When The Little Shit Is Yours – Scary Mommy

When The Little Shit Is Yours

By now, my ears are finely tuned to know my kids’ cries anywhere. I am a living, breathing, once-lactating richter scale who can track the velocity of a low moan or a high whine anywhere, anytime. I failed algebra 2, and didn’t even bother taking calculus, but believe you me, as a mother, I know how to plug the silences between the screams into that mathematical algorithm that differentiates between “dude, cut the drama,” and “holy shit, what’s the number for 911?”

And oooh how smug I am as I sit on the stone bench with my ice coffee and think to myself with absolute certainty “well, thank God that wasn’t my kid.”

But it kind of was.

“Mommyyyyyy!” a scream tears through the playground, louder than the usual clamor of kids shrieking as they fly through the air on plastic swings or whoosh down the big red slide, and loud enough to make all of the mommies raise our heads in neurotic unison like zebras at a watering hole.

But even though I look up, I’m not really that freaked out. By now, my ears are finely tuned to know my kids’ cries anywhere.  I am a living, breathing, once-lactating richter scale who can track the velocity of a low moan or a high whine anywhere, anytime. I failed algebra 2, and didn’t even bother taking calculus, but believe you me, as a mother, I know how to plug the silences between the screams into that mathematical algorithm that differentiates between “dude, cut the drama,” and “holy shit, what’s the number for 911?”

And oooh how smug I am as I sit on the stone bench with my ice coffee and think to myself with absolute certainty “well, thank God that wasn’t my kid.”

But it kind of was.

Because while it isn’t my beamish boy pink cheeked and howling at the bottom of the big red slide, he is the reason this other kid is crying.

“No! I’m not giving it back!” my son is shouting, as he clutches a Thomas the Tank Engine that sooooooo does not belong to him.

“But it’s mine!” the other boy sobs as he reaches for (his!) Thomas.

“No. I want it!”

And guess what I want? I want to throttle my son.

Even in the flurry of it all, I realize that this is one of those (gag) “teachable moments” where I should walk slowly and purposefully to my son, get down on the ground so that we’re eye-to-eye, and speak in reassuring and non-judgemental tones.

Where an ideal mother would say “Sweet Boy, it looks like you’re feeling a lot of anger right now.”

Where an ideal mother would say “Sweet Boy, Thomas doesn’t belong to you, and this little boy would like him back.”

Where an ideal mother would say “Sweet Boy, what can we do instead of screaming?”

Yeah, well, this mother yells in a voice big and deep, a yell that starts somewhere in the gut and  rattles the cords in her throat, a yell that almost tears her tonsils off.

“Dude, that is not your train. Give it back. Now!”

Guess what happens. My son starts screaming, too.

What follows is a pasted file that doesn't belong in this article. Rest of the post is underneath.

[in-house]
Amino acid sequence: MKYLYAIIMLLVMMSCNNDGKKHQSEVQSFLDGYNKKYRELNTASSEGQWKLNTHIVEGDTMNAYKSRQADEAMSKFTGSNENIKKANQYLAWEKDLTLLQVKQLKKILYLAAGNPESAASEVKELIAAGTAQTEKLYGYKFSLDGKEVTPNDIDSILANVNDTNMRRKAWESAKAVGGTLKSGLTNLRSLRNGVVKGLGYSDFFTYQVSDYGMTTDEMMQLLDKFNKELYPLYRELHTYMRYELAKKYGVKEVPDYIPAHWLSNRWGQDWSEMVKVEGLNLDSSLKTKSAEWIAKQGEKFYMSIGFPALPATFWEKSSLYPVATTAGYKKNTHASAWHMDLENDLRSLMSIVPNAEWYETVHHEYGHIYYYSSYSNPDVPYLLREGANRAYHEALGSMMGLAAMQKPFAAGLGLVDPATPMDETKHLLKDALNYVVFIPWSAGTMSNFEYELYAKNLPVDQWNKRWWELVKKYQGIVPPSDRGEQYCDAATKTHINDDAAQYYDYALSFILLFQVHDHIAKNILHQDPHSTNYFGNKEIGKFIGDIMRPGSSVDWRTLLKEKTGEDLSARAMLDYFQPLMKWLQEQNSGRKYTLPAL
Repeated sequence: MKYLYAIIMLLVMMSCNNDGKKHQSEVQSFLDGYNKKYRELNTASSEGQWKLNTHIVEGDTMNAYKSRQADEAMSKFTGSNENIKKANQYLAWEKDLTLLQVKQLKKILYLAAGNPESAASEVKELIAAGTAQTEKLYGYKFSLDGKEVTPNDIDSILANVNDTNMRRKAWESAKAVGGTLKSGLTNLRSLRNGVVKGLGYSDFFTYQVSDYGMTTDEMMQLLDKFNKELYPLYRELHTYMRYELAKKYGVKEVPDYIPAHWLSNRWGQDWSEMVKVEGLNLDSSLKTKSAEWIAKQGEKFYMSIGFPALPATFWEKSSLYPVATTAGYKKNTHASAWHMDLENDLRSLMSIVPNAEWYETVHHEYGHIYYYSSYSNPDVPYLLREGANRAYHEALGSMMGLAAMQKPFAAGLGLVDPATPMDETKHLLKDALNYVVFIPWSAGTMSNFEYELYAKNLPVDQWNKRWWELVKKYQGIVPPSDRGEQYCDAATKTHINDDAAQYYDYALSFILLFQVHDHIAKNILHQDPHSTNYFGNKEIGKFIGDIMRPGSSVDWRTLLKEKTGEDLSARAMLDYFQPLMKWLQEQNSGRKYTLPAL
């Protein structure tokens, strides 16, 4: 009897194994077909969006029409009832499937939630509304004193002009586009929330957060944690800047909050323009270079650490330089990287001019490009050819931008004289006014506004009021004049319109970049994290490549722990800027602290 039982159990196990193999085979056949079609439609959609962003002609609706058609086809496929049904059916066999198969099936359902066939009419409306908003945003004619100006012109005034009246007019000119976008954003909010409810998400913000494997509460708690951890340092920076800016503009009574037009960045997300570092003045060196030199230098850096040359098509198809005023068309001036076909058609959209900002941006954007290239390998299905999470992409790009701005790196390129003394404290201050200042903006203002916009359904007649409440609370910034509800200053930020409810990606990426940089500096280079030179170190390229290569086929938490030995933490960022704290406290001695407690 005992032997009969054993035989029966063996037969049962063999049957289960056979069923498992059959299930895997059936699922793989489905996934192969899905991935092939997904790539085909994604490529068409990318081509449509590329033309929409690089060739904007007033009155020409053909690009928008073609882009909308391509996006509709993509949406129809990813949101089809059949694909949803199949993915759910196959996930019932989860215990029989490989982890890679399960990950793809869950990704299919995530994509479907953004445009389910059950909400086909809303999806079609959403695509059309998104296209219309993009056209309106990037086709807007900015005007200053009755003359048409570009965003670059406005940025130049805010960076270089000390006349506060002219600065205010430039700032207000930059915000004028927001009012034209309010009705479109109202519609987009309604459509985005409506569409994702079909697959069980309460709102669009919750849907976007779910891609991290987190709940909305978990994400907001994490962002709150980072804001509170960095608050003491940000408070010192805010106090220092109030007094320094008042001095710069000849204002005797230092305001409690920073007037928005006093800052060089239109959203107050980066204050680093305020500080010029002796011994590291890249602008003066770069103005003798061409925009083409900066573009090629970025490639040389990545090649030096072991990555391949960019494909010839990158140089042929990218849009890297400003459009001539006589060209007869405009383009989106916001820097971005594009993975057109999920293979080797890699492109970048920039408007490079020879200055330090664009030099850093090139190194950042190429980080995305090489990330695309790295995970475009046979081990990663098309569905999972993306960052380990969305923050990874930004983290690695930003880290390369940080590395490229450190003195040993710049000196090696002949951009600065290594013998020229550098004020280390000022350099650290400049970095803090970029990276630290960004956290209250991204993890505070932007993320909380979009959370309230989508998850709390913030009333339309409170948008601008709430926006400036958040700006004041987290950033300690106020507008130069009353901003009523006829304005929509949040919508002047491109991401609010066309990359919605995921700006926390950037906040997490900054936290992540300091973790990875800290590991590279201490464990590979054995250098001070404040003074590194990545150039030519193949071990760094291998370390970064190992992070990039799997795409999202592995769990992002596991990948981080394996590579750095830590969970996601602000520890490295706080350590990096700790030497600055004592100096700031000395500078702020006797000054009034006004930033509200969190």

It’s been a very long day.  Hell, it’s been a very  long 3 ½ years, and I am beyond horrified that my sweet boy — the sweet boy who likes me to sing Elton John’s Tiny Dancer to him when we walk to preschool, the sweet boy who tears his sandwich in half and offers his friend a bite, the sweet boy who sleeps snuggling his Princess Tiana doll — is the reason why this kid is crying.

Meanwhile, the other kids mother is now at the slide, her arms wrapped around her weeping child, while she is skewering my son with her stare.   Can’t say I  blame her.  I have been there: Last year, I wanted to cut the little girl who took my son’s Princess Tiana doll and made him cry. When I watched my child’s face crumple, and his eyes shine like river rocks, my claws came out with a growl from a low and primal place beyond the gut, and  I wanted to grab that doll out of the girl’s grubby little hands and hit her upside the head with it  — thwack thwack thwack — before restoring it to its rightful place in my son’s arms.

And I’ll tell you something kind of ugly and a little bit scary: I’d rather get all mother lion on someone’s ass than be the mother whose child caused another’s pain.

Because what do I do? I can have a serious tug-of-war with my (freakishly strong) 3 ½ year old and scream “give me the goddamn train right now this minute” but then I’m that mother in the park screaming at her kid, and everyone is thinking to themselves “Homegirl can’t even control herself. No wonder her kid is acting like such a little shit.” Or after wrestling Thomas from my son’s death grip, I can make him say he’s sorry to the other kid, but let’s be real: The whole “I’m sorry” thing is just an act for the other mom, because the only thing my son will be “sorry” about is the fact that he can’t keep the goddamn train.

Or, I can remind my son of that day last year when someone made him feel sad: “Do you remember how sad you were when someone took your Princess Tiana doll? Do you see how this child is crying now?” and pray that these words will nurture that kernel of empathy that I know is buried beneath the temper and the tears.

So there it is. The “teachable moment” shining through the dregs of a very long day — not just for my son, but for me.

Because karma is a 3 ½ year old with a Thomas the Tank Engine, and now that I know my son is fully capable of acting like a little shit on the playground, and now that I  know how rotten it feels to see it happen, I hope I’ll be easier on the next little shit that inevitably hurts my son’s feelings.